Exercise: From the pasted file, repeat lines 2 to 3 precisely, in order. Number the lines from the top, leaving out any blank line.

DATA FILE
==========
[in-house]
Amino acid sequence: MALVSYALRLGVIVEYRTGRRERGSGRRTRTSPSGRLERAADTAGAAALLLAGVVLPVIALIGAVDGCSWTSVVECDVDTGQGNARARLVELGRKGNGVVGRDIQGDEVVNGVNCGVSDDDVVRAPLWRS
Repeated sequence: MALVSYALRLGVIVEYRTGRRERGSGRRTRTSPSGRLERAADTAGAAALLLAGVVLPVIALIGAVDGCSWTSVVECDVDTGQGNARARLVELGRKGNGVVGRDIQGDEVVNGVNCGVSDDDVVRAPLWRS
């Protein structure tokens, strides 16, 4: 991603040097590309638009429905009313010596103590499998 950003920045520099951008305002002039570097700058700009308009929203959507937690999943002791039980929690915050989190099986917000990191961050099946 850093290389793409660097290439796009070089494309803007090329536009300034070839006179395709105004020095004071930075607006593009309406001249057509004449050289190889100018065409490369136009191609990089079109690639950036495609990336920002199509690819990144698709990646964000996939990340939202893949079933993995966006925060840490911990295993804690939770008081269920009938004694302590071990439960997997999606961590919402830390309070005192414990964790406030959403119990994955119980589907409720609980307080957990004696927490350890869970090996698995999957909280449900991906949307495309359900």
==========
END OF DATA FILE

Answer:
Amino acid sequence: MALVSYALRLGVIVEYRTGRRERGSGRRTRTSPSGRLERAADTAGAAALLLAGVVLPVIALIGAVDGCSWTSVVECDVDTGQGNARARLVELGRKGNGVVGRDIQGDEVVNGVNCGVSDDDVVRAPLWRS
Repeated sequence: MALVSYALRLGVIVEYRTGRRERGSGRRTRTSPSGRLERAADTAGAAALLLAGVVLPVIALIGAVDGCSWTSVVECDVDTGQGNARARLVELGRKGNGVVGRDIQGDEVVNGVNCGVSDDDVVRAPLWRS